Niganaa Stevedoring manager, Charnel Tane, said that since the establishment of strict regulations, many problems that occurred at the wharf have stopped and things are running in a more orderly manner.

The security team at the gate to the wharf checks every vehicle’s registration and only vehicles with an official sticker are allowed to enter the wharf.

Vehicle drivers and other people entering must wear reflective vests, safety boots and a safety helmet on their head at the wharf. The security is very strict and they will not allow any person to enter the wharf without the proper safety equipment.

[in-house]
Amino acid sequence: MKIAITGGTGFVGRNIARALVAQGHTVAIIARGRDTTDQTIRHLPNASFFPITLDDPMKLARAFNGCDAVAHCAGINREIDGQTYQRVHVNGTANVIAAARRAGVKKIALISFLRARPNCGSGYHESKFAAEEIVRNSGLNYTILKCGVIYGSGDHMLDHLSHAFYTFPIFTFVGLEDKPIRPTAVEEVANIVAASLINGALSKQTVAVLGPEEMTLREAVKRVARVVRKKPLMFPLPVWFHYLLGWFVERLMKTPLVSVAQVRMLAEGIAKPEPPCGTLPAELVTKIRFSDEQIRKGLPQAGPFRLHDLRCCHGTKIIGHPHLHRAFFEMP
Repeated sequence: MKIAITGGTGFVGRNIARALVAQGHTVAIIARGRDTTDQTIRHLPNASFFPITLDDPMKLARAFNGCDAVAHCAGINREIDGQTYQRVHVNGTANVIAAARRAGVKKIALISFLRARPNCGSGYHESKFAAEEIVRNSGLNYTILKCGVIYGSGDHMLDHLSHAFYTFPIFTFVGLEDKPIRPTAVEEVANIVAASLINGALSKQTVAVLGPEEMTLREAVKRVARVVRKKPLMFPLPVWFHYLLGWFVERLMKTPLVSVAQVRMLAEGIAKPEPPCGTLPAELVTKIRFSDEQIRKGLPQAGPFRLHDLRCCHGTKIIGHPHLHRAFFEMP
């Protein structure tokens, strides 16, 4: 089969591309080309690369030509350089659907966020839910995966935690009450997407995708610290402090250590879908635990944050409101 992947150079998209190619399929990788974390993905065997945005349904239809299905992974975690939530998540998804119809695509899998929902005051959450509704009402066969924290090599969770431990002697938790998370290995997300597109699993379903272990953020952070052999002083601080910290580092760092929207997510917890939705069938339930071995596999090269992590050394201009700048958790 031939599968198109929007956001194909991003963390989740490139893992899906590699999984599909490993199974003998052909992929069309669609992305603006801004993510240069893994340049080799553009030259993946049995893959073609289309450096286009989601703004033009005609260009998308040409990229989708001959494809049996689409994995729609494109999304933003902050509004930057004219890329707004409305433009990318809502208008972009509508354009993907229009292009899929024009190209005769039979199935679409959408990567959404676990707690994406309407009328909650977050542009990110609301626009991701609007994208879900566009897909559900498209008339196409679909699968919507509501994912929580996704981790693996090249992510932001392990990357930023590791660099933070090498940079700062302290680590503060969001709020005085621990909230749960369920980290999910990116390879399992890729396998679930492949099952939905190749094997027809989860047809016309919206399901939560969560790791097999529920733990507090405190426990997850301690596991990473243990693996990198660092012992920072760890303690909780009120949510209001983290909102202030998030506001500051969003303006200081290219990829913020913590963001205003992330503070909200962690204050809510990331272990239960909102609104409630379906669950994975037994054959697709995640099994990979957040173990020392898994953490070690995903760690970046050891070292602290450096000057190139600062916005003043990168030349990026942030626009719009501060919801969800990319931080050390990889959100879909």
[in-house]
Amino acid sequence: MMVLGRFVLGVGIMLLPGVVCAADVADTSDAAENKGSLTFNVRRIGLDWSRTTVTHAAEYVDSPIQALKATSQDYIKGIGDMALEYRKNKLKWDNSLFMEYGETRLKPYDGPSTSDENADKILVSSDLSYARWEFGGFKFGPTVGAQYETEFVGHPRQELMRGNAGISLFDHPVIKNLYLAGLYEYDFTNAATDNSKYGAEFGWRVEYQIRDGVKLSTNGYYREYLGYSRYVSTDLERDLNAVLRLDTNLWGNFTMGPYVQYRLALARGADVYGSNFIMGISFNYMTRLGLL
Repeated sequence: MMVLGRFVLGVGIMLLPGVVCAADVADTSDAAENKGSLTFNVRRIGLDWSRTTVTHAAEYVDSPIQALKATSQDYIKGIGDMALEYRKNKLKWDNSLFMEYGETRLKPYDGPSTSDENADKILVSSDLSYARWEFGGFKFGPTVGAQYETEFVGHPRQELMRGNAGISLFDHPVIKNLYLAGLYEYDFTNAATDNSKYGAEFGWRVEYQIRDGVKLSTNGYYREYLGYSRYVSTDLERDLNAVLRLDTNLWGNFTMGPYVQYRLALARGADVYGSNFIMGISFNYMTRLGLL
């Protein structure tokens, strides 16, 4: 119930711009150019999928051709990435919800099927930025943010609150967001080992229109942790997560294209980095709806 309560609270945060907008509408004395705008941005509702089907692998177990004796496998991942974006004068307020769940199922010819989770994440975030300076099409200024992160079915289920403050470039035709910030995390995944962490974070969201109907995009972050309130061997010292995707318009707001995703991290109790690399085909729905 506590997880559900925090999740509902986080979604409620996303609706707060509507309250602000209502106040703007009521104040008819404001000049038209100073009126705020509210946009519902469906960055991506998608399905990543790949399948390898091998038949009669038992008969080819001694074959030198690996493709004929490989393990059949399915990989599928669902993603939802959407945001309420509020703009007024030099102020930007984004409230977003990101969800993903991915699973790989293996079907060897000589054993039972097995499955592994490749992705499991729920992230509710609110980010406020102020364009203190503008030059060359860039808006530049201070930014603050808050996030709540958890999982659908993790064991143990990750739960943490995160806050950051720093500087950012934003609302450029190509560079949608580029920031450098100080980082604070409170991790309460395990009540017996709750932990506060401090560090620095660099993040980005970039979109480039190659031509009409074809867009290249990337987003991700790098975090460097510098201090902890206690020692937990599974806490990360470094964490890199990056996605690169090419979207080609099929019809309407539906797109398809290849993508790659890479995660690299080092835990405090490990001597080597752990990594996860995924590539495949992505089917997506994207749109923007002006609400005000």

The removable of shipping containers and loose cargo on pallets is also checked thoroughly at the gate by the guards. They check the records of shipments and make sure that correct containers and cargo is being taken.

Before the establishment of these rules and regulations there were a number of injuries and deaths that occurred at the wharf which could have been avoided if people were wearing the correct equipment.

As well as the tragic loss of life this was becoming expensive as Niganaa had to spend a lot of money in compensation payments.

Cargo was being lost or stolen from the wharf as a result of vehicles being allowed to enter without authorisation.